And the car vanished and the wide and lovely country stood before a couple of country gentlemen, welcoming.
The sky was soft with April. A gentle haze hung over the world. It was soft, damp, luscious. Fields of winter wheat made vivid quilts of green, flung wide. Darkly the woods stood, tinged with a rusty, russet, faded yellow.
“Yellow is the color of spring,” said Jim.
“In England,” I sighed, “there would be daffodils peeping along our path.”
Getting Down to Earth
We strode forth. The roads were muddy and bog holed, but along their sides were firm dry paths for the foot that sought them. Birds sang in the barren woods, visible and flighting with an ecstasy that would be unseen in another three weeks, when the buds break into leaf. On all the moist mounds, sleazy groundhogs, dark from their winter hiding, perched and slunk. From the farms, aloof, came the hankering of geese, the crow of fowls and the call of cows. We strode along.
“Ah,” breathed Jim, deep and slow.
“What peace,” I said, picking my steps with care amidst the bog. Rusty floundered along the fences, sniffing and exploring and full of vigor.
Not talking much, and not thinking much either, on account of the mud and the having to pick out footing, and all the nice soft lovely feeling of the air, we peregrinated up hill and down dale. We pointed out beauties, exclaiming; we halted and looked with earnest delight at things not really very beautiful, after all, because it is May showers that bring June flowers in Ontario. And it is a little early yet.
We halted, our ears tip-toe, to hear the first birds of spring, the meadowlark, that pied piper, calling forth all the singers, the bluebird calling okalee and the broad-winged hawks wheeling their love dance low over the trees, screeching their fierce love whistle, ignoring the tasty vesper sparrows tilted beak up on every post and stub; the robins with contralto voices, nervous so far from houses and juncos with the voice of tiny sleigh bells fluttering from thicket to thicket on their long way north, too gray and parsimonious, even on so long journey, to miss a single bet along the hedges.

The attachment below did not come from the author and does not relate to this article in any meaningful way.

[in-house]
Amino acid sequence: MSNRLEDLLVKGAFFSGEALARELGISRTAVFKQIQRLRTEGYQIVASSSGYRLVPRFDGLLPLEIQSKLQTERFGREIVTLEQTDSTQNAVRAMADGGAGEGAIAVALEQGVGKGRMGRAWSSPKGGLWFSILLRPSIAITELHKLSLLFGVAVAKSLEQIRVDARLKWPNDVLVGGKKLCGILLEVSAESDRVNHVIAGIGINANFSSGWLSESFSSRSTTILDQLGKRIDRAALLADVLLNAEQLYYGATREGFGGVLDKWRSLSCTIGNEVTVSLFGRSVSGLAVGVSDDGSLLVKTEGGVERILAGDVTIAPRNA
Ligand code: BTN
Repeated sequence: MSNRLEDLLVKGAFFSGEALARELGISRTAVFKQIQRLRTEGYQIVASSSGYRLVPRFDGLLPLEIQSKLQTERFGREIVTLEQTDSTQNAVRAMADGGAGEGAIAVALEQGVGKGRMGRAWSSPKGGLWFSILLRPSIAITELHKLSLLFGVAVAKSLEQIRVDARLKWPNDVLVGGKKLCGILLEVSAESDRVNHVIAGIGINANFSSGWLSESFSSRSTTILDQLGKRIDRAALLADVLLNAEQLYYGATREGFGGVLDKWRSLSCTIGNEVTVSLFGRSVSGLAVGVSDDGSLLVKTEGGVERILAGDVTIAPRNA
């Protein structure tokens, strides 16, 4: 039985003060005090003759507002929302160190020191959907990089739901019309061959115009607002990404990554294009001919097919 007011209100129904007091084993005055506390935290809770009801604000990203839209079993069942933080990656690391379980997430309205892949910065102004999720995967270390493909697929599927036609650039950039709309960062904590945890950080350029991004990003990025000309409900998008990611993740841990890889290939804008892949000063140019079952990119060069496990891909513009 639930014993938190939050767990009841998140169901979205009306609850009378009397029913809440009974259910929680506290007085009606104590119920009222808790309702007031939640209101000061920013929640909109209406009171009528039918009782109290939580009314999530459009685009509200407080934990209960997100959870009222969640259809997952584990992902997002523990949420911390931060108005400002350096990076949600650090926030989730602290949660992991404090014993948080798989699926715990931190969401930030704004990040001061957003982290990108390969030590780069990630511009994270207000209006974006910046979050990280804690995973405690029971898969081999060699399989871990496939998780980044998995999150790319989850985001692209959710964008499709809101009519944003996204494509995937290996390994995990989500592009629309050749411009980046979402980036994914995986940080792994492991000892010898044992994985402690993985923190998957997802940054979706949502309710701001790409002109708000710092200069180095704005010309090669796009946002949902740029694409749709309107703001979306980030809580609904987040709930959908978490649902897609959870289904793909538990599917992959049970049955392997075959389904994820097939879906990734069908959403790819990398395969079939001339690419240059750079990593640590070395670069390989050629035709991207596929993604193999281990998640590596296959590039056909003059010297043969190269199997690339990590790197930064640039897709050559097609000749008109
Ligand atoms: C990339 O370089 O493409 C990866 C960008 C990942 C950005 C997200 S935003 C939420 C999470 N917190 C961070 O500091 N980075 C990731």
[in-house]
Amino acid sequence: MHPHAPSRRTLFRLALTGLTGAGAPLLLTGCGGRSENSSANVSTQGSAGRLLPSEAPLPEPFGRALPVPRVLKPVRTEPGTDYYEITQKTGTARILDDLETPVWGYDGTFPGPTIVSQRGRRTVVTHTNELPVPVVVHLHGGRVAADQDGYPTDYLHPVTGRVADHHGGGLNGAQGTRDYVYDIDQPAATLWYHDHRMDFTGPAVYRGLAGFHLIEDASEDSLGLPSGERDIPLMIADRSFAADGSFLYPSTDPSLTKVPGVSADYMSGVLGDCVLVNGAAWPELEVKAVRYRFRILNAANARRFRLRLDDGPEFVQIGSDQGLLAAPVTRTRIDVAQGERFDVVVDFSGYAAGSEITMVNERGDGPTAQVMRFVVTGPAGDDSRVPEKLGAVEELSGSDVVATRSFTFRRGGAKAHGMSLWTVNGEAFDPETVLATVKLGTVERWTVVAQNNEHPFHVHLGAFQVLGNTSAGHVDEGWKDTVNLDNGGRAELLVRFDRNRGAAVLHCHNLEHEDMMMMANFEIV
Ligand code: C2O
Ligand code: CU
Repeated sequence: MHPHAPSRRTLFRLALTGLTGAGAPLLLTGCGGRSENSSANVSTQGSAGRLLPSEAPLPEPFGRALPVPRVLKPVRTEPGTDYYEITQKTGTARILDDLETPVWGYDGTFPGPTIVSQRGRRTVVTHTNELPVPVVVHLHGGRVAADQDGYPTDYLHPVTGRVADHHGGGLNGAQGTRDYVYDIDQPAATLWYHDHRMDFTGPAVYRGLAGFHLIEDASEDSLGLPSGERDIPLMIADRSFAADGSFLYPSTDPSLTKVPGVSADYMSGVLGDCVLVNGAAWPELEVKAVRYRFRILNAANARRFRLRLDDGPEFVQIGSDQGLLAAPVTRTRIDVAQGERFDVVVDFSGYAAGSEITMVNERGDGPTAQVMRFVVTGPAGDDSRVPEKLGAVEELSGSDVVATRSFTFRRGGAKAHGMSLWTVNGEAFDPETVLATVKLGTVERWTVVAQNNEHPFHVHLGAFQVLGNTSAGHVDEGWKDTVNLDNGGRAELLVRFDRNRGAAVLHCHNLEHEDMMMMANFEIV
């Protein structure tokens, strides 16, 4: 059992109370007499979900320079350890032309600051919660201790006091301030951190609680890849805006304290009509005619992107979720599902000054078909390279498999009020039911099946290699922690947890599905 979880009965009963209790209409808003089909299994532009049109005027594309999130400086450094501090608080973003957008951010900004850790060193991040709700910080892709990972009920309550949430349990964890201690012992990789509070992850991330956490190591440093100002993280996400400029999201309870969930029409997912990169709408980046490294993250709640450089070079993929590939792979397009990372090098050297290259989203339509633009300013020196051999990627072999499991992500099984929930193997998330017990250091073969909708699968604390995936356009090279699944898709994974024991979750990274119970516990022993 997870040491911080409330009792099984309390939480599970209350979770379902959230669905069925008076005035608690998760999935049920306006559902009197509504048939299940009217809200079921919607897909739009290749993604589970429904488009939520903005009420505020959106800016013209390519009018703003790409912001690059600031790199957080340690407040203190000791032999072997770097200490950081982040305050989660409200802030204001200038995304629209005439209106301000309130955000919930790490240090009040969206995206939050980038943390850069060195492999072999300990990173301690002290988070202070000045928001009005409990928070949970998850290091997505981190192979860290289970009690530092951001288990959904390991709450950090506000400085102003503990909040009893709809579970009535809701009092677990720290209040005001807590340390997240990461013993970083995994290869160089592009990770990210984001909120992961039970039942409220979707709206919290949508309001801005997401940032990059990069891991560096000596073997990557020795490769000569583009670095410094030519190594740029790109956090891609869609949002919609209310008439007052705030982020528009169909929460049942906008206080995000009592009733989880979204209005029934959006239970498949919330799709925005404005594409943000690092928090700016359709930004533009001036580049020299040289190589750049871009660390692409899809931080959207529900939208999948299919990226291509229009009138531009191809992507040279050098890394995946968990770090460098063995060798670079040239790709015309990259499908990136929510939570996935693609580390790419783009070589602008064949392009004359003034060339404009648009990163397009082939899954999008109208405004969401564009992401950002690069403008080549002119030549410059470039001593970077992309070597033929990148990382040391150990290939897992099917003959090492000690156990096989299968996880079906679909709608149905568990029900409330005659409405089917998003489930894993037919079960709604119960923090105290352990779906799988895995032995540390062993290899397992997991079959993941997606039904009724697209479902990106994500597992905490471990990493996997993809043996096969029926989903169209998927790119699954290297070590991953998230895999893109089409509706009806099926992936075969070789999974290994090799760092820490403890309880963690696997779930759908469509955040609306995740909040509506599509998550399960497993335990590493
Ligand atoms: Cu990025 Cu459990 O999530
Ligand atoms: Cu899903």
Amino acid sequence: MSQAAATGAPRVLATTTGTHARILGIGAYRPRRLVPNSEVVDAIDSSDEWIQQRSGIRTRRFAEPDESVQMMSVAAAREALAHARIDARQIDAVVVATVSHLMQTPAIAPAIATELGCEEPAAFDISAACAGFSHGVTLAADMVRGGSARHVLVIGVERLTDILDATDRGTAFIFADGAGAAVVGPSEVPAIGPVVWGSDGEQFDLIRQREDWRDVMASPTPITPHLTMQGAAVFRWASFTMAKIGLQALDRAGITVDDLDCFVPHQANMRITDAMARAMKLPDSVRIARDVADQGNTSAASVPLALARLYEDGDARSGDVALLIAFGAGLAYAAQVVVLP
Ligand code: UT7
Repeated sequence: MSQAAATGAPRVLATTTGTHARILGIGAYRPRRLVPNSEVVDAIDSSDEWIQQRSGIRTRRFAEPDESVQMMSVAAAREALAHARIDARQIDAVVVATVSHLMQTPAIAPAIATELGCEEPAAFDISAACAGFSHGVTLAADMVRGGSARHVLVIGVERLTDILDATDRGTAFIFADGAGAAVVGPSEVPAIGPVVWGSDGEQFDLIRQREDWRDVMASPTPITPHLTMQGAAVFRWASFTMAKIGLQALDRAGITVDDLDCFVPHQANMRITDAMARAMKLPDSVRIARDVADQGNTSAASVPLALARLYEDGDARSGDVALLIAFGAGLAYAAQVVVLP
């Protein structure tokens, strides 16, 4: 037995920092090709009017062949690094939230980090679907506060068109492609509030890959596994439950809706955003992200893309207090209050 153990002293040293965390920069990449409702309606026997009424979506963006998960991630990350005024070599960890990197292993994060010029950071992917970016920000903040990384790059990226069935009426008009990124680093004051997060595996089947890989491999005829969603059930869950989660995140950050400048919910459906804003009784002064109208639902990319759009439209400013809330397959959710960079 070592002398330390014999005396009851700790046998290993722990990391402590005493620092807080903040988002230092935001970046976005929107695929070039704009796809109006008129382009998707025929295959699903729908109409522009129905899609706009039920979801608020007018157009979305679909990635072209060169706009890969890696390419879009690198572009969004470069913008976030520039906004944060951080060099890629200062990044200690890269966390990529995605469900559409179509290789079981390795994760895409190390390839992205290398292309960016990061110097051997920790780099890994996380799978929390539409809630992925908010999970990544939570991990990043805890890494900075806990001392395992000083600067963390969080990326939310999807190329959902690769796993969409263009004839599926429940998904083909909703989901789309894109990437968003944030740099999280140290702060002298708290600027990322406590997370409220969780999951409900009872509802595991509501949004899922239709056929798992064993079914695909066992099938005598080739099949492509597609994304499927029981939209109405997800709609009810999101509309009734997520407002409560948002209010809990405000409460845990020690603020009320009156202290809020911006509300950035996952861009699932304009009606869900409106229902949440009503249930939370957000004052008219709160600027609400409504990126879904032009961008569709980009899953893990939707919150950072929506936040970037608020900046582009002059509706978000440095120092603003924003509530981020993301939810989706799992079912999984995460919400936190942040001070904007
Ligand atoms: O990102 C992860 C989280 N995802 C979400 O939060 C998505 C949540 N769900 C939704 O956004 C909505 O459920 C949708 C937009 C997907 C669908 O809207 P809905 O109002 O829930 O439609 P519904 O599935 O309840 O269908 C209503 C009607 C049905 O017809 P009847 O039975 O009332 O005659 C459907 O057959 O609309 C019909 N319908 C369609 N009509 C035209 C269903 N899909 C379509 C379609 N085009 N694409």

We saw a gander, a farmyard gander, uplift his wings enormously and take a short, swift run and launch himself into the air for a wild and ludicrous flight across a little gulley, and the whole farmyard applauded, pigs, geese, horses, hens, and us. We saw young calves, with stiff tails going for sudden careens around their little pastures. Lambs bounced upon boulders. Sheep with nothing on their minds bleated with all the expression of a nervous breakdown from hill to hill. Horses with fiery airs whinnied from resounding bellies across fences. It was spring.
We had a lovely walk, and we could feel our tissues stretching pleasantly, and our lungs filling clean and full and the pipes smelled fragrantly, even though the earth did not; and it grew duller and mistier until, just at the highest hill we had encountered, and when we were thinking of turning our steps towards the highway, three miles distant, the first small drops of rain fell.
“One thing about English clothes,” I pointed out, as I turned my collar up, “is they are made for weather.”
“I guess we had better head for the highway,” agreed Jim.
And we started east. Rusty had ceased his gamboling and exploring some half hour earlier and had been following to heel. Now he got right under our feet.
The rain thickened. It enriched and enlarged and increased. From little Scotch misty drops it grew to large Canadian drops each about the size of a marble.
“Cugh,” said Jim.
“Get out of my way,” I said to Rusty, who was trying to shelter under me as we walked.
And the rain pounded, and the sky darkened to a dead slate gray, and we could not see the farm houses as we passed, so in sheets did the rain fall, and the road became just a series of great yellow puddles. The tweeds soaked it up, the brogues sponged it up, our hats sagged over our ears and eyes and began to steam mildly.
“What-ho,” said Jim, bitterly and suddenly.
“Quaite,” I responded, with equal bitterness.
“When an Englishman goes walking, explained Jim, wetly, “he knows the climate is lousy.”
“Quaite,” I sogged.
“But in this country,” said Jim, “we expect the weather always to be fine.”
“Quaite,” I squelched.
So we thumbed a truck and got a lift into the suburbs, and from a drug store, called home for them to pick us up.
Editor’s Notes: A sea flea is a type of small racing boat, also known as a Muskoka Seaflea.
I’m not entirely sure where “Centre Road” was located, but it might be referring to the current Hurontaio Street in Mississauga/Brampton. They would not have to travel this far for the countryside in 1938, but it is hard to tell.